This won't be to everyone's taste but, despite expectations, I was presently surprised to have enjoyed it.
Ms Streep (yet again!) does her chameleon act yet again - and very effectively too (yet again!)
She's the singer (the 'Ricki' of the title) with a still-performing rock band of yesteryear, the ages of at least three of the back members vying with those of the present-day Rolling Stones. (One of the group died shortly after this film was completed). The other lead singer, and Ricki's lover, is Rick Springfield, he being occasionally publicly put down by her acid remarks on the stage of their small venue.
With the peak of her short-lived fame long since left behind her (she'd made one album), to achieve some kind of regular income she's been reduced to working as check-out assistant in a local supermarket where she's exhorted to be more helpful to customers and to smile more.
Some decades previously Ricki had left her husband (Kevin Kline) and their three children, to pursue her rock career, maintaining only minimal contact with them. He, now re-married, and having brought up her children with his second wife, contacts Ricki to tell how their daughter (Mamie Gummer, Streep's real-life offspring), having just experienced a traumatic separation after her own brief marriage, is in a desperate state, acting irrationally and, as is later revealed, has attempted suicide.
Leaving California for Indianapolis to re-unite with her family for her daughter's sake, it's the cue for all the resentments built up over her years of absence to spill out, not just between Kline and Ricki (as well as Kline's 'new' wife), but also between the three children (including a gay son and another son about to be married), but the main action is between Ricki and her daughter.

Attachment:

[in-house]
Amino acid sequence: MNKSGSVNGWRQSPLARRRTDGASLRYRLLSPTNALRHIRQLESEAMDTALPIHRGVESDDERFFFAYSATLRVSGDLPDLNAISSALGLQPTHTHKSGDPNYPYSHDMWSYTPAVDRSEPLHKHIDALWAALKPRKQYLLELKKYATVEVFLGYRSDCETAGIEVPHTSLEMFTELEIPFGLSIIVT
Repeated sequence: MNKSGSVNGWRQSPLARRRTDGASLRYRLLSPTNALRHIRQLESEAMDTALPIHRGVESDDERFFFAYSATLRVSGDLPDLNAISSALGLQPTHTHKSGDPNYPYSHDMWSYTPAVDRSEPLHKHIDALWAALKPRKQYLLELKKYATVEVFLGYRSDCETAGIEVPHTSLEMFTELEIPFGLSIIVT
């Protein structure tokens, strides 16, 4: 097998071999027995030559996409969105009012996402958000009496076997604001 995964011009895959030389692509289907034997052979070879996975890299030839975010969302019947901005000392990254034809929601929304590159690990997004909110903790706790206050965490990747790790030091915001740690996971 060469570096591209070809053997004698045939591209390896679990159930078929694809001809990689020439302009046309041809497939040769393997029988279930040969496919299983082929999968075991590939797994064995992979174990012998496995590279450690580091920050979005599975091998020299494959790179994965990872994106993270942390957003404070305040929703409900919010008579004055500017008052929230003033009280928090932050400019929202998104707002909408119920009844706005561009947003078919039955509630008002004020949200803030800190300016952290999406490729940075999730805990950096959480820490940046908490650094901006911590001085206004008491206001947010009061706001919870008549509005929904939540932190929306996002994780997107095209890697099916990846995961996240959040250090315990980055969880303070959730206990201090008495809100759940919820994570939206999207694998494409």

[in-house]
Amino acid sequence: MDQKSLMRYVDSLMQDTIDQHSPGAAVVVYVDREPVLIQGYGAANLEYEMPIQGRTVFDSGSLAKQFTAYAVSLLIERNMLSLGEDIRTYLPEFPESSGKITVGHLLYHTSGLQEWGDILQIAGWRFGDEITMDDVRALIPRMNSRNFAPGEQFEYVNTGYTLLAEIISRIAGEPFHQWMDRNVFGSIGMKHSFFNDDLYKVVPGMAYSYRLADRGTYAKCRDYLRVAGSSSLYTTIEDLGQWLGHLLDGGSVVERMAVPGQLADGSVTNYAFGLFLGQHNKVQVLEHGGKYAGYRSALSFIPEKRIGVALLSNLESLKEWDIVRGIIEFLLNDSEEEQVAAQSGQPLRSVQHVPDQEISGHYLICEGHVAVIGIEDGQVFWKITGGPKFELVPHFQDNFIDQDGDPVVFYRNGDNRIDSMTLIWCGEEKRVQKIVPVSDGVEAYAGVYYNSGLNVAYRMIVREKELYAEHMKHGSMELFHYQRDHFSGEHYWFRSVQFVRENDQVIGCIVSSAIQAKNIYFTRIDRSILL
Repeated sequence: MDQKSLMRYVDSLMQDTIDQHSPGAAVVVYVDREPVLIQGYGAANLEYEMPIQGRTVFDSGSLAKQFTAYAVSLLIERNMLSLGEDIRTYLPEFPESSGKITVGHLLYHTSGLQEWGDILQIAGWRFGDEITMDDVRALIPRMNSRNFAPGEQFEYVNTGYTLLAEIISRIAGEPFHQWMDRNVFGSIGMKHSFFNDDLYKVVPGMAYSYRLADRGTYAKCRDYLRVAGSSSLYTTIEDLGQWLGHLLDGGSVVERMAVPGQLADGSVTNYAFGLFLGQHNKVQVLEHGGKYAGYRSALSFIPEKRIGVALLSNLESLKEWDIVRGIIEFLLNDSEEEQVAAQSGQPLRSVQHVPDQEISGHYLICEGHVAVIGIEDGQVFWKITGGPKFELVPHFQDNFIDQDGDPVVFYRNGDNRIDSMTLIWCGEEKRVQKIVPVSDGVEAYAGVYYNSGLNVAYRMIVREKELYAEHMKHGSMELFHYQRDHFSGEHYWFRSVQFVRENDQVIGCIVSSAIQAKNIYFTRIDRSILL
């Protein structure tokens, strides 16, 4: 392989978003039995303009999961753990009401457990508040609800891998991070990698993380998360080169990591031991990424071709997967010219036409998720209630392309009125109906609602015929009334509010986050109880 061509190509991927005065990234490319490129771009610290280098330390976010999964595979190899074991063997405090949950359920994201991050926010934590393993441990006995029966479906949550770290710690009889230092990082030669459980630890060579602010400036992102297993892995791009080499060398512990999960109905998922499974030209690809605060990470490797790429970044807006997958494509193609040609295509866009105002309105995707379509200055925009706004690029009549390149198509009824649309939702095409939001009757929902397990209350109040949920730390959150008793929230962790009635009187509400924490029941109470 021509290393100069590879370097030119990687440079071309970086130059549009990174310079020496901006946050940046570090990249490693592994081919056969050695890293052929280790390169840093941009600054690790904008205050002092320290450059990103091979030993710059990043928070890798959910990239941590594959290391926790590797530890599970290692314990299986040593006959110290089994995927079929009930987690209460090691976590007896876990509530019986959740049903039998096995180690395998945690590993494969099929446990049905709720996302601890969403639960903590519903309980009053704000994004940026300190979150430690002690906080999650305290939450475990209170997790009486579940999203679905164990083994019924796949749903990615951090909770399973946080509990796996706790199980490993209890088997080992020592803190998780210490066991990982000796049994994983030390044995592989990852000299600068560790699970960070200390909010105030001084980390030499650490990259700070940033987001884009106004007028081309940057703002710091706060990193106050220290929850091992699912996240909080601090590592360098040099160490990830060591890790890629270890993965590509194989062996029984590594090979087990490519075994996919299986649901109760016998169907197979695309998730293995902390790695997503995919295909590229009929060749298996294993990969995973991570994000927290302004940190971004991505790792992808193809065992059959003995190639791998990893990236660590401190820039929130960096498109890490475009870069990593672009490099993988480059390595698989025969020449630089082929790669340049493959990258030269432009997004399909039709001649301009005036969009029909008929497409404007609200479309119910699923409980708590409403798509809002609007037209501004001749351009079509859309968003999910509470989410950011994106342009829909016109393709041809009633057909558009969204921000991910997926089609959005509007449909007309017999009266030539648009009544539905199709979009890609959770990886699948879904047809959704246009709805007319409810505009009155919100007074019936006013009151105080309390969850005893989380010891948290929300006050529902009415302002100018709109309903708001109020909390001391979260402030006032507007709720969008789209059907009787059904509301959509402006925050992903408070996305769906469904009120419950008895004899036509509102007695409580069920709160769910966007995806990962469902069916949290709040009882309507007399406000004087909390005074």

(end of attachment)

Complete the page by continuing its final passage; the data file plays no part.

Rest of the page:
I must say that my heart sank on the early interchanges between Streep and Gummer as the latter, after her first shouty 'greeting' at Streep, became one of those 'mumblers' I do so detest, when you can hardly make out a single word being uttered, supposedly to reflect her morose moodiness, but most unhelpful to us, the audience. But she did pick up a bit later. Added to that, the band's first song at the film's start was so unattractively loudly delivered (as were some later songs) that I really expected the whole film would be a waste of time. Mercifully, it turned out not to be so. It did significantly improve as I found myself gradually warming to the film.
Whenever the (Republican-supporting) Ricki is present, two-way bitchiness abounds, she herself delivering no less than she gets, though invariably on the back foot trying to defend her lack of family concerns and involvement over the years.
The film ends with the anticipated wedding and reception, Ricki having been invited and accepting after some deliberations on both sides, turning up and meeting and greeting other guests whose reaction to her presence mostly ranges from her being cold-shouldered to utter disdain - and being introduced to, among others, her son's new boyfriend (she making acquaintance through gritted teeth as she'd been hoping he would have found a 'nice girl'). And then, inevitably, I suppose, she and her band close the film by doing some of their 'numbers' and they actually do succeed in carrying the film off on a real 'high', which gave me a totally unexpected glow, which I can still feel even now, the morning after.
Streep learnt guitar especially for this film and she manages to bring off her playing and performing with aplomb. We wouldn't have expected anything less from her.
Veteran director, Jonathan Demme, coaxes fine performances all round from his cast, and is as good as he usually is. There's very little 'fat' in this film, and it does rub along nicely, the real peaks being the interchanges between Ricki and the members of her family, all fighting to keep a decorum 'lid' on top of their inner seethings and resentments. It's really a small-scale family drama belying its unlikely big-screen presentation.
56 seconds ago